Nearly half of all deafness cases arise from genetic factors, yet there are limited treatment options available for inherited hearing loss. David Liu and colleagues develop a genome-editing approach to target a dominantly inherited form of deafness. In a mouse model of human deafness, CRISPR–Cas9 editing can disrupt the mutant allele and reduce hearing loss. The results support the potential utility of protein–RNA complex delivery in post-mitotic cells as a gene-editing strategy for some autosomal-dominant diseases.
- Treatment of autosomal dominant hearing loss by in vivo delivery of genome editing agents (Letter p217, doi: 10.1038/nature25164)
- An ode to gene edits that prevent deafness (News & Views p162, doi: 10.1038/d41586-017-08645-z)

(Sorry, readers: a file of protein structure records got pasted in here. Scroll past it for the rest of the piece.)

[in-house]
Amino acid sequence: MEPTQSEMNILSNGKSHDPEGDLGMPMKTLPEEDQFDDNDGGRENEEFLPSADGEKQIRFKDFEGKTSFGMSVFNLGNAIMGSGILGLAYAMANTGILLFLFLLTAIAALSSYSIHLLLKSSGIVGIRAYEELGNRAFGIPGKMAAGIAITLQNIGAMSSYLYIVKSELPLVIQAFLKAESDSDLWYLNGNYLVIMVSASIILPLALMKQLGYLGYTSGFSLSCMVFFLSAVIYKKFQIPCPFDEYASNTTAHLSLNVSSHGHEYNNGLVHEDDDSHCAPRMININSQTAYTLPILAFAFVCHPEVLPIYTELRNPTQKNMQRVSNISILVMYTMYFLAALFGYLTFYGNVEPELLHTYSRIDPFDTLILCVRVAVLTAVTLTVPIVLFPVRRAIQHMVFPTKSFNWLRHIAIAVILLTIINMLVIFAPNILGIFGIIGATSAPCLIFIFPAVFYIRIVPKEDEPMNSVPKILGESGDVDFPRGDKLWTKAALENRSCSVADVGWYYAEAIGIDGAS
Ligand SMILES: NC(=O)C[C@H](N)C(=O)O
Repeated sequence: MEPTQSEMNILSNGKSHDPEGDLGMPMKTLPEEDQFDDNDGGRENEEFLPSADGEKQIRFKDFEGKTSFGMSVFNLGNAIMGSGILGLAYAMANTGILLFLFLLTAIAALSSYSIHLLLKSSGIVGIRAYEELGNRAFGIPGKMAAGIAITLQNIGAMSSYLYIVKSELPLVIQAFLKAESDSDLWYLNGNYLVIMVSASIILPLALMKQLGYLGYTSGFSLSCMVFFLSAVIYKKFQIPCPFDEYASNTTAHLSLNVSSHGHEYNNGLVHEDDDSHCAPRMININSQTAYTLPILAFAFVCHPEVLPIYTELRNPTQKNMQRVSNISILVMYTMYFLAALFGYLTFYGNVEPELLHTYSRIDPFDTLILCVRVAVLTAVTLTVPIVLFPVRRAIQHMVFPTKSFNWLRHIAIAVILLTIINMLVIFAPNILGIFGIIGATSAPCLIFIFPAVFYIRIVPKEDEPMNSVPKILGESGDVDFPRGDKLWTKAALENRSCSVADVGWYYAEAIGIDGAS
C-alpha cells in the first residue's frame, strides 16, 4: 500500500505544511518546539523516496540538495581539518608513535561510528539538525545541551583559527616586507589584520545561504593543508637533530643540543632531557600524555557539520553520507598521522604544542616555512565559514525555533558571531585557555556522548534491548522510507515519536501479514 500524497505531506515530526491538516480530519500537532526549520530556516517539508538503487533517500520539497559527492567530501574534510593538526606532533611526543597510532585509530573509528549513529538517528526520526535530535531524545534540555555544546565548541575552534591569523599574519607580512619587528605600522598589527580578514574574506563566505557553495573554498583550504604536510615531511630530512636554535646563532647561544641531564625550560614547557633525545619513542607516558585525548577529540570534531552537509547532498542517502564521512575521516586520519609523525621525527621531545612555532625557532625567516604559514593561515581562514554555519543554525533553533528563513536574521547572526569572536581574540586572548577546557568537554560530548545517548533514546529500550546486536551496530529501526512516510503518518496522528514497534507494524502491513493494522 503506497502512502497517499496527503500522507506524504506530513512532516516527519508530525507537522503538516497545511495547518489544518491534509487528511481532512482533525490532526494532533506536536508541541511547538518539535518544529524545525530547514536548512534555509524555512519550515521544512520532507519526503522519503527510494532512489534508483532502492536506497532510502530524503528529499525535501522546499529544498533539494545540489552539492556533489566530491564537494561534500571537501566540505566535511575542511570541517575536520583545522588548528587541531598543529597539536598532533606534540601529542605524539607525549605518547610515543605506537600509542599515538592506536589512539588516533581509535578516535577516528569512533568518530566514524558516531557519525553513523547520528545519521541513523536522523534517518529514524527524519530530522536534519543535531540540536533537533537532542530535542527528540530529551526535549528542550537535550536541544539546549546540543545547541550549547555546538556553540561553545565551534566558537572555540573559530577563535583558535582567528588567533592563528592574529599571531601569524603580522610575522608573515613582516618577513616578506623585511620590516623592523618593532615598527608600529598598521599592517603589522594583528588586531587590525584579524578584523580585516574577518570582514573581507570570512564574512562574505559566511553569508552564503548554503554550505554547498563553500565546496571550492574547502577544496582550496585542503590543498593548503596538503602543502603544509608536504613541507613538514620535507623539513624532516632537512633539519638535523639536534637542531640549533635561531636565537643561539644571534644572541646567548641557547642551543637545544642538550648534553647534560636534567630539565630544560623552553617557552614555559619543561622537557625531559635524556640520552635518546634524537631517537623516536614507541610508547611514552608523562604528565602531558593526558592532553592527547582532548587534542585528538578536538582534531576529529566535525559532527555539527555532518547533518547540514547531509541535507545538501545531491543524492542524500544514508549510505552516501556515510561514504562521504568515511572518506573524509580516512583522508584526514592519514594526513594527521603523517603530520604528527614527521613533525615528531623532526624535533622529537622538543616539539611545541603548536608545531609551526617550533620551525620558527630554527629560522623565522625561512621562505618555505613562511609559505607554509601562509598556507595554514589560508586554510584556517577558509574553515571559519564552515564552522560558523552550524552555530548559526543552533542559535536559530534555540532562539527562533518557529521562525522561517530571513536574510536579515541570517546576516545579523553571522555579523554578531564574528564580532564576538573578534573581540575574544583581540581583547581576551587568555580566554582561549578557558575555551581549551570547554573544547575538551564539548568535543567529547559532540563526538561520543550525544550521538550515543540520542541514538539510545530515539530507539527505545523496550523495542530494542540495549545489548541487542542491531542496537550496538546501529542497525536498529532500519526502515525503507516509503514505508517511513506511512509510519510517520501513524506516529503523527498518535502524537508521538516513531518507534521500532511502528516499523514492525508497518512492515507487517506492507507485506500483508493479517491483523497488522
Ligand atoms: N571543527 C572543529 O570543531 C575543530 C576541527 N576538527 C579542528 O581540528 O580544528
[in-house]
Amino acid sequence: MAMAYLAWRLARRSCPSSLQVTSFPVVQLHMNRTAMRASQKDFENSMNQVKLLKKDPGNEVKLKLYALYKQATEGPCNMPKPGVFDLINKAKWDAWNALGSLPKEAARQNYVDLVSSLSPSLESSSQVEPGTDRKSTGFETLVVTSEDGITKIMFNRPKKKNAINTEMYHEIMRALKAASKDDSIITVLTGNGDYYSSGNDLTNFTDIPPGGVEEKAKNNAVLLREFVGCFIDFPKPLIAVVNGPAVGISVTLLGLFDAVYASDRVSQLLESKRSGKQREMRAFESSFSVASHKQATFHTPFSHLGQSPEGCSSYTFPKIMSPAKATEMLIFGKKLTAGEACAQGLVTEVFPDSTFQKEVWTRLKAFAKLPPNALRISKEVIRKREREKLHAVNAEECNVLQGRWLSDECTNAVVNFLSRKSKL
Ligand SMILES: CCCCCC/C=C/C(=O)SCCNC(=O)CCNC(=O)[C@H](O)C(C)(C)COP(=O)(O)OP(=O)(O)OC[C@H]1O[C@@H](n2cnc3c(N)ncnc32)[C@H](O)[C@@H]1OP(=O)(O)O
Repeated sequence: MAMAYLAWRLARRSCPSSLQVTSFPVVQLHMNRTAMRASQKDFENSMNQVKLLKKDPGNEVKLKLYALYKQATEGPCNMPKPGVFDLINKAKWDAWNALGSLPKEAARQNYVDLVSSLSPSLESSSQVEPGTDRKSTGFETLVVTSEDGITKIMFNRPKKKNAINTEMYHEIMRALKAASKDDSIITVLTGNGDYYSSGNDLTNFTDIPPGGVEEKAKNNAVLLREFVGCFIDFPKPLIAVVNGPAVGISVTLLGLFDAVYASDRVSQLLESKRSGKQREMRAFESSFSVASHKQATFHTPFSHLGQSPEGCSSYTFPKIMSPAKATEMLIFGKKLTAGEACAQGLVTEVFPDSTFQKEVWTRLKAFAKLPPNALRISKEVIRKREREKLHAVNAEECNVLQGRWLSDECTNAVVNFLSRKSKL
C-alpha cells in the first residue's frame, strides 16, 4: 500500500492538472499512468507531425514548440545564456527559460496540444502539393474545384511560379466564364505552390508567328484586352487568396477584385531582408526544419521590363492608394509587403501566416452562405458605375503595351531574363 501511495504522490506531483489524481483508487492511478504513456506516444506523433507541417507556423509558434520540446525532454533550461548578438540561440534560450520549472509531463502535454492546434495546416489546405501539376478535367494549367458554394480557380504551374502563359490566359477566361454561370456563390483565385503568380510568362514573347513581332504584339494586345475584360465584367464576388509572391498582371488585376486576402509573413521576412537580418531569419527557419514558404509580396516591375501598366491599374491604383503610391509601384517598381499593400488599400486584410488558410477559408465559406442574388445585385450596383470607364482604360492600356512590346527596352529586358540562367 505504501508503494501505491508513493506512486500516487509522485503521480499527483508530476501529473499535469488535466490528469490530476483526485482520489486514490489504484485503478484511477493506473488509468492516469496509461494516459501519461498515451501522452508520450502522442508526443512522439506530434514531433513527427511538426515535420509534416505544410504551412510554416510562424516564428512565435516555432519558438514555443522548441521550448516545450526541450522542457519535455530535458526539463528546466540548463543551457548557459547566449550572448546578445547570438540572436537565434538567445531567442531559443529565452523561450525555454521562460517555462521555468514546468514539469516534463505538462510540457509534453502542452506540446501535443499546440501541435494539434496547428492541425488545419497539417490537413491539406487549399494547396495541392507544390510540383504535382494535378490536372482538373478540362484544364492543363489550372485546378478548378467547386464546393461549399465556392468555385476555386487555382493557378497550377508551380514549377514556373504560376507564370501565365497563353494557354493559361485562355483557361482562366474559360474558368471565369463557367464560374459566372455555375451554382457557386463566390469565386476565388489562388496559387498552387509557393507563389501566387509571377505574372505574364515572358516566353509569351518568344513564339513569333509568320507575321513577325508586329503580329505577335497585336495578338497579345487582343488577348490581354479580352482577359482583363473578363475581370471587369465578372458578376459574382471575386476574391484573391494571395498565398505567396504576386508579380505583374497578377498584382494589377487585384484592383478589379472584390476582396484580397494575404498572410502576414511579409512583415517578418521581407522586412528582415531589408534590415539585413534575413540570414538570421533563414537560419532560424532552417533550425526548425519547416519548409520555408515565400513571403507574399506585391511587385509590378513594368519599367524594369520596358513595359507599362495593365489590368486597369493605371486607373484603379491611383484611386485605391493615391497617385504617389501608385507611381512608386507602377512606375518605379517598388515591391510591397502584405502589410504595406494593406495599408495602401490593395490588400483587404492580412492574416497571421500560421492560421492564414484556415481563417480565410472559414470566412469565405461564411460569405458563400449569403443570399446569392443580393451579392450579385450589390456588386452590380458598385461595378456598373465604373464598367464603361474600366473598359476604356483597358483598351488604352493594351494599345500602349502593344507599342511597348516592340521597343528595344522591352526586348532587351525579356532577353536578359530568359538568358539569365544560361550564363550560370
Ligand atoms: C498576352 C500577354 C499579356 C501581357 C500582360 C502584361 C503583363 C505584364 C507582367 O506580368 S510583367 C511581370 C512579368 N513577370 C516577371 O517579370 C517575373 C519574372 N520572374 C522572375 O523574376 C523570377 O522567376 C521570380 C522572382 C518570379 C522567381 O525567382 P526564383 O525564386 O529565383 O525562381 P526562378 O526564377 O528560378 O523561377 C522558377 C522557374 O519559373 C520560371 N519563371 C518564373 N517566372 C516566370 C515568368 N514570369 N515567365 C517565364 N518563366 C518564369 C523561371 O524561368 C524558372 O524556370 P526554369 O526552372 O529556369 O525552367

Recent Hot Topics
- Sep 13Effect of rising sea levels on coastal wetlands
- Sep 6Sub-lethal effects of sulfoximine pesticides on bumblebees
- Aug 30Forecasting the locations of earthquake aftershocks
- Aug 23Splicing together a lineage from snapshots
- Aug 16Reducing yeast chromosome numbers has only minor effect on cell fitness
Sign up for Nature Research e-alerts to get the lastest research in your inbox every week.